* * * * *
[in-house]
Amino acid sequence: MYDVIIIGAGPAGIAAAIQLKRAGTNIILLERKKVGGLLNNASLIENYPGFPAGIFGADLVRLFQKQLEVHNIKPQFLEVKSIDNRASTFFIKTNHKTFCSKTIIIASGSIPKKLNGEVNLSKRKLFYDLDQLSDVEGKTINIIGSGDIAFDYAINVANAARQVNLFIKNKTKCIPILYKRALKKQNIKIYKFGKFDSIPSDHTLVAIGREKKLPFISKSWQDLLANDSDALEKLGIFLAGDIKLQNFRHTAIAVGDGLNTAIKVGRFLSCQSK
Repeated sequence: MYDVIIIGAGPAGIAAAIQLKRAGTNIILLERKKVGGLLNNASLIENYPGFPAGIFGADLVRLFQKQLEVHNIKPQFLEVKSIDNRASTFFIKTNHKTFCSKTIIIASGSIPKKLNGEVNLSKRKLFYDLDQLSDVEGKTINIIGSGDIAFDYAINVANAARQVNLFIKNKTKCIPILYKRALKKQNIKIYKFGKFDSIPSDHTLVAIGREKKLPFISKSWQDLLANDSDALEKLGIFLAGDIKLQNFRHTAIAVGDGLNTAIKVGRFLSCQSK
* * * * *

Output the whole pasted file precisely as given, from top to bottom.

[in-house]
Amino acid sequence: MYDVIIIGAGPAGIAAAIQLKRAGTNIILLERKKVGGLLNNASLIENYPGFPAGIFGADLVRLFQKQLEVHNIKPQFLEVKSIDNRASTFFIKTNHKTFCSKTIIIASGSIPKKLNGEVNLSKRKLFYDLDQLSDVEGKTINIIGSGDIAFDYAINVANAARQVNLFIKNKTKCIPILYKRALKKQNIKIYKFGKFDSIPSDHTLVAIGREKKLPFISKSWQDLLANDSDALEKLGIFLAGDIKLQNFRHTAIAVGDGLNTAIKVGRFLSCQSK
Repeated sequence: MYDVIIIGAGPAGIAAAIQLKRAGTNIILLERKKVGGLLNNASLIENYPGFPAGIFGADLVRLFQKQLEVHNIKPQFLEVKSIDNRASTFFIKTNHKTFCSKTIIIASGSIPKKLNGEVNLSKRKLFYDLDQLSDVEGKTINIIGSGDIAFDYAINVANAARQVNLFIKNKTKCIPILYKRALKKQNIKIYKFGKFDSIPSDHTLVAIGREKKLPFISKSWQDLLANDSDALEKLGIFLAGDIKLQNFRHTAIAVGDGLNTAIKVGRFLSCQSK